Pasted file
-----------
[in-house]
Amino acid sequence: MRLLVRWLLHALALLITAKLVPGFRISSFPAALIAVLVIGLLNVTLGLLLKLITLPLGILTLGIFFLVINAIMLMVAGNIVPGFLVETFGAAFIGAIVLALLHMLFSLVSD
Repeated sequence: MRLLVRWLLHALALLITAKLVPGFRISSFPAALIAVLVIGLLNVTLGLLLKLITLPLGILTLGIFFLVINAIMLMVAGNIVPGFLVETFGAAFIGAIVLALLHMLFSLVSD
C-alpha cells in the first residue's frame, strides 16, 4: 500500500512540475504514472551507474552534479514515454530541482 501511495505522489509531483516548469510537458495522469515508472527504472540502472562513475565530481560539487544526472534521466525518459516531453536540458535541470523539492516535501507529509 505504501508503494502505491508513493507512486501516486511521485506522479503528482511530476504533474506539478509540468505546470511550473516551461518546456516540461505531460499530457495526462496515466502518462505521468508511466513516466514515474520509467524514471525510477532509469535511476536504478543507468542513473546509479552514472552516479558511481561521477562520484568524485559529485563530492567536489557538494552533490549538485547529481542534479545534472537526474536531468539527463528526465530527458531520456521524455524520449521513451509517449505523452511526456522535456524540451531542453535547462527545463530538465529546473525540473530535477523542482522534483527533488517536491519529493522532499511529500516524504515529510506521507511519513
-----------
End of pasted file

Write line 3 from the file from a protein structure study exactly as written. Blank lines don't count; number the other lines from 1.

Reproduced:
Repeated sequence: MRLLVRWLLHALALLITAKLVPGFRISSFPAALIAVLVIGLLNVTLGLLLKLITLPLGILTLGIFFLVINAIMLMVAGNIVPGFLVETFGAAFIGAIVLALLHMLFSLVSD